Timothy M. Gill is assistant professor of sociology in the Department of Sociology at the University of Tennessee–Knoxville.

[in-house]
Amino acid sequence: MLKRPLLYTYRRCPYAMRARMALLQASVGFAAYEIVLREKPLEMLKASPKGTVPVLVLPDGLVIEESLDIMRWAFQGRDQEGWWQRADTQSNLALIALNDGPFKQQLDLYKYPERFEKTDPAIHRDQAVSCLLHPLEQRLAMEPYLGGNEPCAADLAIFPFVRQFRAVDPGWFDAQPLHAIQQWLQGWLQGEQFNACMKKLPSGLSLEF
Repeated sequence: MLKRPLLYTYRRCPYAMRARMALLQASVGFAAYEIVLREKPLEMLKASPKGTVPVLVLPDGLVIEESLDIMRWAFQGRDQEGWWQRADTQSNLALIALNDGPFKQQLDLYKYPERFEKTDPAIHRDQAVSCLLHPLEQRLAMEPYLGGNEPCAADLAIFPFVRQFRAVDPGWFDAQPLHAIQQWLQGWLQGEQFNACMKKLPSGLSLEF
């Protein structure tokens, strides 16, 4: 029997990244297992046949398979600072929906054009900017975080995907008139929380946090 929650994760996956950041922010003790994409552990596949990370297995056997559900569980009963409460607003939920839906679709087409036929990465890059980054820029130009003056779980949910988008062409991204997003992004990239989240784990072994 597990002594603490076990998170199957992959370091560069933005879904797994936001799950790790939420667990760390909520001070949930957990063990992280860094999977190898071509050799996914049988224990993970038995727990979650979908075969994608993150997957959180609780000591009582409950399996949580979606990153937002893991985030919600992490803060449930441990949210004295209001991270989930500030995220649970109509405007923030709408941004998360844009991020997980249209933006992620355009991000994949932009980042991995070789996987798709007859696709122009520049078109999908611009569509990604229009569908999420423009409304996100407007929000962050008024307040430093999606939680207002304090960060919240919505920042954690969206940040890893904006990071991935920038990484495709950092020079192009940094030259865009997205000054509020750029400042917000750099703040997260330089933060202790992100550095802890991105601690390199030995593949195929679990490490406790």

Since the end of World War II, the United States has come to dominate the world economically and politically, leading many to describe the United States as an empire. Scholars have analyzed how the US government has worked through international financial institutions, its Central Intelligence Agency, and outright warfare to achieve its will. In this book, Timothy M. Gill spotlights how the US government also worked through democracy promotion to undermine governments abroad, including in Venezuela. President Hugo Chávez, who ruled from 1999 until his death in 2013, was among the democratically elected Latin American state leaders who embraced socialism and challenged the idea of US global power. Gill shows how US government agencies funded and trained opposition parties and activists, and how such intervention often was justified in neocolonial and racist terms. Through analysis of documents obtained through Freedom of Information Act requests, embassy cables, and interviews with US government and Venezuelan nonprofit members, Gill details such operations and the imperial thinking behind them.